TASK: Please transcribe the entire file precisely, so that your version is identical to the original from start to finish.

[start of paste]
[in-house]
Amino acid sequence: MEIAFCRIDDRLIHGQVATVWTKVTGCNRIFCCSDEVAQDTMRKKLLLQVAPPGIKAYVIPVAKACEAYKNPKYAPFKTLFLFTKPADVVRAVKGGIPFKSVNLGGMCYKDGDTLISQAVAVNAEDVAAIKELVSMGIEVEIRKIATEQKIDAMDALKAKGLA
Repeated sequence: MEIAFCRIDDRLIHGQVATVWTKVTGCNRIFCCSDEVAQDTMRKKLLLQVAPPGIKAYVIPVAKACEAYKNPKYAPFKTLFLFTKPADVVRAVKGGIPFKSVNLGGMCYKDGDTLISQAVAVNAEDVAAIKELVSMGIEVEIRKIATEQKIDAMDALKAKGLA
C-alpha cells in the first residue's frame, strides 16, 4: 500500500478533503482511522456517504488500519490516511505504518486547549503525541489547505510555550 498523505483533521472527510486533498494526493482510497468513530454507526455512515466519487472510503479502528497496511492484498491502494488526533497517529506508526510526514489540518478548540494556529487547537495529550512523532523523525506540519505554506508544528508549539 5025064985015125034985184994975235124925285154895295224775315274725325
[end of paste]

[in-house]
Amino acid sequence: MEIAFCRIDDRLIHGQVATVWTKVTGCNRIFCCSDEVAQDTMRKKLLLQVAPPGIKAYVIPVAKACEAYKNPKYAPFKTLFLFTKPADVVRAVKGGIPFKSVNLGGMCYKDGDTLISQAVAVNAEDVAAIKELVSMGIEVEIRKIATEQKIDAMDALKAKGLA
Repeated sequence: MEIAFCRIDDRLIHGQVATVWTKVTGCNRIFCCSDEVAQDTMRKKLLLQVAPPGIKAYVIPVAKACEAYKNPKYAPFKTLFLFTKPADVVRAVKGGIPFKSVNLGGMCYKDGDTLISQAVAVNAEDVAAIKELVSMGIEVEIRKIATEQKIDAMDALKAKGLA
C-alpha cells in the first residue's frame, strides 16, 4: 500500500478533503482511522456517504488500519490516511505504518486547549503525541489547505510555550 498523505483533521472527510486533498494526493482510497468513530454507526455512515466519487472510503479502528497496511492484498491502494488526533497517529506508526510526514489540518478548540494556529487547537495529550512523532523523525506540519505554506508544528508549539 5025064985015125034985184994975235124925285154895295224775315274725325